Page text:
Examine the portrayal of Life On The Streets in Dickens’ “Oliver Twist” and Swindells’ “Stone Cold”Dickens and Swindell are both social commentators of their time. Both the books deal with the current issues of the time they were written. In both ‘Oliver Twist’ and ‘Stone Cold’ the issue of homelessness is the main topic in the book. Dickens wrote this book to enlighten the people of his time (Victorian) of what was going on in Britain. Swindell writes with a moral purpose to deter young adults from taking up and living on the streets.
Before leaving home both Link and Oliver were treated very badly. Link had more emotional abuse rather than being hurt physically; he’d had his dad leaving home and a stepfather ‘Vince’ moving in who treated Link as if he was unwanted, by locking Link out, and more than anything, Link feels Vince changed his mum. He left home after his GCSE’s and lived on the streets; being 16 he wasn’t old enough to sign on for benefits but was classed as an adult so he wasn’t treated like a child who would be taken care of. Link stayed in Bradford until Christmas. He left after that because he knew too many people there.
He found it embarrassing to beg from an old friend or a teacher. For Christmas day he went to Carol’s (his sister) house; he was given a sleeping bag, which I can agree with him, would have been horrible – because it meant he was thought of as homeless, and would never make anything out of himself. On the evening of Christmas day Vince and his Mum came round. The final straw that made Link leave Bradford is that Vince began getting at him and no one, not even Carol stuck up for him. Carol paid for a one-way ticket to London for him and hugged him Good Bye: He chose London to become anonymous.
Oliver was born into homelessness and the workhouse; his mother was an unknown woman in labour who had walked many miles to the workhouse, as there would be a doctor and a nurse there. His mother died in childbirth, making him an orphan with no known relations. He was sent to start out life in the ‘baby farm’. In the words of Charles Dickens ‘He fell into place at once – a parish child – the orphan of the workhouse – the humble, half starved drudge – to be cuffed and buffeted through the world – despised by all, and pitied by none’. A Baby Farm is a House where one person will bring up many babies until they are 9; the owner of the farm (in Oliver’s case this was Mrs. Mann) would get Sevenpence – halfpenny’s per child a week.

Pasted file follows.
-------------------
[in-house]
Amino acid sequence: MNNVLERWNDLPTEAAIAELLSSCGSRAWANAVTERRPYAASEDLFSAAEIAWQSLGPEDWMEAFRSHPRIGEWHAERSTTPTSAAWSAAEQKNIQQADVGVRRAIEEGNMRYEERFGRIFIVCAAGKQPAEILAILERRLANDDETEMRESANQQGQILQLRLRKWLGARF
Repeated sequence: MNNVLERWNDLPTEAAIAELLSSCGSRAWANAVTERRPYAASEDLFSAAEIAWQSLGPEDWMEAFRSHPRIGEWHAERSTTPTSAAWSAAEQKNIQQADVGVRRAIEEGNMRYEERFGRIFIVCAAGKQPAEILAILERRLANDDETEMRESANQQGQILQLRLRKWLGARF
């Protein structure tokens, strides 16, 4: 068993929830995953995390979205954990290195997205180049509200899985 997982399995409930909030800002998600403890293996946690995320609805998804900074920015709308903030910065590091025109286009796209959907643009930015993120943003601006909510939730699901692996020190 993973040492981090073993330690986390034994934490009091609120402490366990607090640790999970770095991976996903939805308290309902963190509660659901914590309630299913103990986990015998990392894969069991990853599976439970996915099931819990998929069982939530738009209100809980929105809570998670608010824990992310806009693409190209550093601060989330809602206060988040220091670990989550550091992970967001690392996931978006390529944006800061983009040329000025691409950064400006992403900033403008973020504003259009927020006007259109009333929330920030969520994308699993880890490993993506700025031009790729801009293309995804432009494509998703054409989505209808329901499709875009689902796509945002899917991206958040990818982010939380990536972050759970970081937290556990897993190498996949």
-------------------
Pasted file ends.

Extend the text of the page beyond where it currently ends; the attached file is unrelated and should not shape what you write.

‘This was a very fair diet for a child, this diet could supply enough to overload a child’s stomach and make them feel uncomfortable’. ‘Mrs. Mann was a wise woman and used a very large proportion of the amount for her own needs’. So Oliver spent the first nine years of his life at the Baby Farm (which far less children left than had entered) being under fed and treated badly. On his ninth birthday Mr. Bumble the parish beadle came to collect Oliver to take him to the Workhouse: at this stage in his life Dickens describes Oliver as ‘A pale thin child, somewhat diminutive in stature, and decidedly small in circumference’. Oliver had spent his ninth birthday in the coal shed with two other boys after being beaten.
Mr. Bumble then took Oliver onto the next stage of his life, the workhouse; here Oliver was made to pick Oakum. Here his rations were three bowls of gruel a day, an onion twice a week and a roll on Sunday. After 7 or so months of this, one of the biggest boys in the dorm announced ‘if he didn’t get some more food soon he’d eat the boy in the next bed’. So all the boys drew lots to see who would go and ask for more; Oliver got the short straw. So after everyone had finished their gruel Oliver went up and said the famous line ‘Please, sir, I want some more’. After this Oliver was put in solitary confinement, publicly flogged and all the other boys were made to pray that they might never become like Oliver Twist.
In an effort to get rid of their most troublesome child the parish board decided to give 5 pounds to anyone who would take him up as an apprentice. Mr. Gamfield a chimney sweep first offered to take him up but together pleas by Oliver and some members of the board agreeing that chimney sweeping is a horrible job and also 2 boys had already died under Mr. Gamfield, they decided that Oliver would not become a chimney sweep. Next Mr. Sowerberry the Undertaker came and took Oliver.
When Oliver arrived at the house he was so hungry he ate the dog scraps at this point Dickens says ‘I wish some well fed philosopher, who’s meat and drink turns to gall within him; whose blood is ice, whose heart is iron; could have seen Oliver Twist clutching at the dainty viands that the dog had neglected. I wish he could have witnessed the avidity with which Oliver tore the bits asunder with all the ferocity of famine. There is only one thing I should like better; and that would be to see the Philosopher making the same sort of meal himself with the same relish.’